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Michael Jordan headlines FIBA HOF Class

The Basketball Hall of Fame has always been a focus of ours but we have never really aid a lot of attention to the FIBA Hall of Fame.  It is next to impossible not to notice it this year, as the largest name in the sport’s history will be joining their Hall of Fame.

Michael Jordan, who led the 1992 United States Dream Team in Barcelona to Gold at the Olympics will be the undeniable headliner for this year’s class.  Jordan also was a member of the 1984 team that won Gold in Los Angeles.  MJ was also a member of the United States team that won Gold at the 1983 Pan American Games and the FIBA Americas Championship in 1992.

Jordan is joined by another American, current Connecticut Sun Head Coach, Anne Donovan.  Donovan is a two time Gold Medalist (1984 & 1988) and won two more Gold Medals as an Assistant Coach (2004) and Head Coach (2008).

The rest of the class consists of:

Roberto Herrera Tabio, a Cuban Forward whose highlight was leading his team to a Bronze Medal at the 1972 Olympics in Munich.

Sarunas Marciulionis, a Lithuanian Guard, who was a Gold Medalist for the Soviet Union in 1988 and was named as one of FIBA’s 50th Greatest Players in 1991.  The former Golden State Warrior won two Olympic Bronze Medals for Lithuania.

From France, Antoine Rigaudeau will also be enshrined.  The French Center took France to a Silver Medal at the 2000 Sydney Olympics.

From Ukraine, via the Soviet Union, Vladimir Tkachenko will enter the Hall.  He is a two time Gold Medalist (1976 & 1980) with the Soviets and is a former Mr. Europa. 

They are joined by Australian Coach, Jan Stirling, French Technical Official, Robert Blanchard and Isreali Contributor, Noah Klieger.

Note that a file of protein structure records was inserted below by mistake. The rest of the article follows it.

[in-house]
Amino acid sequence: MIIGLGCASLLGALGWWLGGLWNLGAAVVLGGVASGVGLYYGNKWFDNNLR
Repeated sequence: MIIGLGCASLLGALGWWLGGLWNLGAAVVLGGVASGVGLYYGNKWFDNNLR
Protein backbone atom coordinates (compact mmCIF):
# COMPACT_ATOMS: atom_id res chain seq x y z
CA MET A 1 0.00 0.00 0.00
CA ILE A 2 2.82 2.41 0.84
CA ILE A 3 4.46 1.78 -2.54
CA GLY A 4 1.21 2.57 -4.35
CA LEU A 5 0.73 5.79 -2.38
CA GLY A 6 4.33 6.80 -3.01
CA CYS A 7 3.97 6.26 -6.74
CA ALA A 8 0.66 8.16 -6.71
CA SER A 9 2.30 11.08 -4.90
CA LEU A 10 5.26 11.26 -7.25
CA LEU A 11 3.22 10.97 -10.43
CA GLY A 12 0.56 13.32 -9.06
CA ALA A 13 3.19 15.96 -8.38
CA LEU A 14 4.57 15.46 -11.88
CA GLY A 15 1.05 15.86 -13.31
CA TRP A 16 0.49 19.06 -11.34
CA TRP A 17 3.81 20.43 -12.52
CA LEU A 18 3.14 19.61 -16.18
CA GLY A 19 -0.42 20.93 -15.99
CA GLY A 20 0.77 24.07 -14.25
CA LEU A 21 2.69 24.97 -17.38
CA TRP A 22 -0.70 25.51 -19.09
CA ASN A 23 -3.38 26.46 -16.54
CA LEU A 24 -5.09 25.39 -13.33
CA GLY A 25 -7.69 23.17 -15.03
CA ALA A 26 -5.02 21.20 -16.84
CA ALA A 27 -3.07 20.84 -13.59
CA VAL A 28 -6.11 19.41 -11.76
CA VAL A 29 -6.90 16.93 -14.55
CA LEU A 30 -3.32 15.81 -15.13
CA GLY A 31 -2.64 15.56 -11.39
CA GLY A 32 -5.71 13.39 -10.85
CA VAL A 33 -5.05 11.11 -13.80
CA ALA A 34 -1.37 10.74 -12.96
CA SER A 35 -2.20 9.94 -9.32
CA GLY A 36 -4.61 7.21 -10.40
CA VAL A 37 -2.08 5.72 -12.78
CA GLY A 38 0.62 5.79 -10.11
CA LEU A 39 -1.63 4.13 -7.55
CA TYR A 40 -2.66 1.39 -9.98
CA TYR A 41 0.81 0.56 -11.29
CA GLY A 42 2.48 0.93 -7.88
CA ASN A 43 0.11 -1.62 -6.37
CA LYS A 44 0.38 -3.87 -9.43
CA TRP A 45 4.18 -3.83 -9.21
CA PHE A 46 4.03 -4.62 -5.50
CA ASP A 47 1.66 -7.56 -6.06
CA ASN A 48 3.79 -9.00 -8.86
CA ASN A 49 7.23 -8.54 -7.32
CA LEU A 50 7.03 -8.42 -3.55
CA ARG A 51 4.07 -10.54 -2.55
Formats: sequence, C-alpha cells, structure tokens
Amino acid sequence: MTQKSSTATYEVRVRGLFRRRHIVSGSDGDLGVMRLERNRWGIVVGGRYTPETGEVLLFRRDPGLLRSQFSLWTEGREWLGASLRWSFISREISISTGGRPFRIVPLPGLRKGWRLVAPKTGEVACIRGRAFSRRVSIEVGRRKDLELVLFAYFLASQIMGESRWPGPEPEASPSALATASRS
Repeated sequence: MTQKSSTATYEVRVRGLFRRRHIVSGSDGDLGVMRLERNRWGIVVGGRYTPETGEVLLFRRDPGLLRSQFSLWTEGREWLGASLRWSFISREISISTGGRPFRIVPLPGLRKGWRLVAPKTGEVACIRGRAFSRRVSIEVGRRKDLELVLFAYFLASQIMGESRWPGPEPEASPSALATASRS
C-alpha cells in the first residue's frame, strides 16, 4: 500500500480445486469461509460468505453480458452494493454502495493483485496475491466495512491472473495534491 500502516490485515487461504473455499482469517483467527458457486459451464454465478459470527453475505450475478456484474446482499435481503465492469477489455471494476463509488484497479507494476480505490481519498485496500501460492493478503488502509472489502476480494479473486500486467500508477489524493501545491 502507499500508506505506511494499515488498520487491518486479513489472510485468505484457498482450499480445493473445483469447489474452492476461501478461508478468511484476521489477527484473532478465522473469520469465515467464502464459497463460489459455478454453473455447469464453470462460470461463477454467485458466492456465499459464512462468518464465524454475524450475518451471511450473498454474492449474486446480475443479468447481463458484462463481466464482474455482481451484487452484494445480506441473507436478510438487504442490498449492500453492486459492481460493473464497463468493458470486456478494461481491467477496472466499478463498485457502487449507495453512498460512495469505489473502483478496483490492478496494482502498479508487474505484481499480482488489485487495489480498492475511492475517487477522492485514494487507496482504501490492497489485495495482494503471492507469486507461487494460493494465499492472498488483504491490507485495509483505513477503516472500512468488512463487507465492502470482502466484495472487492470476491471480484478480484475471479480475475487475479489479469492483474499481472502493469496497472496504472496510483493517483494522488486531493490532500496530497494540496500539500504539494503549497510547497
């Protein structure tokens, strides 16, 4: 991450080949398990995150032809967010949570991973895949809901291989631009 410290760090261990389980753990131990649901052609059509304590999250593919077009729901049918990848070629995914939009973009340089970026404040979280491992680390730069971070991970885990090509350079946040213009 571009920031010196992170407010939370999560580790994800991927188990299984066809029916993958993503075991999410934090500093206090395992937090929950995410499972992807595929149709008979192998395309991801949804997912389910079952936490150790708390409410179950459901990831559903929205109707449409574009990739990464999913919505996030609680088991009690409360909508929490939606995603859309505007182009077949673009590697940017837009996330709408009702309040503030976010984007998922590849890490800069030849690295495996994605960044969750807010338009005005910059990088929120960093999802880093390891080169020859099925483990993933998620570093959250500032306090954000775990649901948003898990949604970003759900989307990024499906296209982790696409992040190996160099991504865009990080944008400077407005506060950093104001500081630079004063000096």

The enshrinement ceremony will take place on September 19, followed by an official presentation during half time at the Eurobasket Championship Game the following day.

30. Horace Grant

Horace Grant was not a stat accumulator; he was a winner.  After a stellar career at Clemson University where he was named ACC MVP, Grant was selected as the tenth pick of the 1987 draft.  Grant was a key member of the first three title runs the Bulls had in the early 90's.  He was the 3rd option on offense but was really their main low post defender.  A very athletic power forward that could bang with the big guys and run with smaller guys, Grant would become the prototype that others would follow. 

60. Ron Harper

Ron Harper was a great basketball player who knew what it took to win.  The greatest player ever to come from the Miami of Ohio, Harper was drafted by the Cleveland Cavaliers and was the perfect complimentary player on some sensational professional teams.  Unlike most complimentary players, Harper was once a superstar.  He averaged 24 points and 11 rebounds in his collegiate career and was second in Rookie of the Year voting.  Injuries cut back on his skill but Harper did not give in and became a huge part of the Bulls teams in the late 90’s.  He then followed Coach Phil Jackson to Los Angeles to the Lakers and won two more titles.  13,000 career NBA points tells you he could play and five rings tell you he was a winner.  What more do you need?

62. Bob Love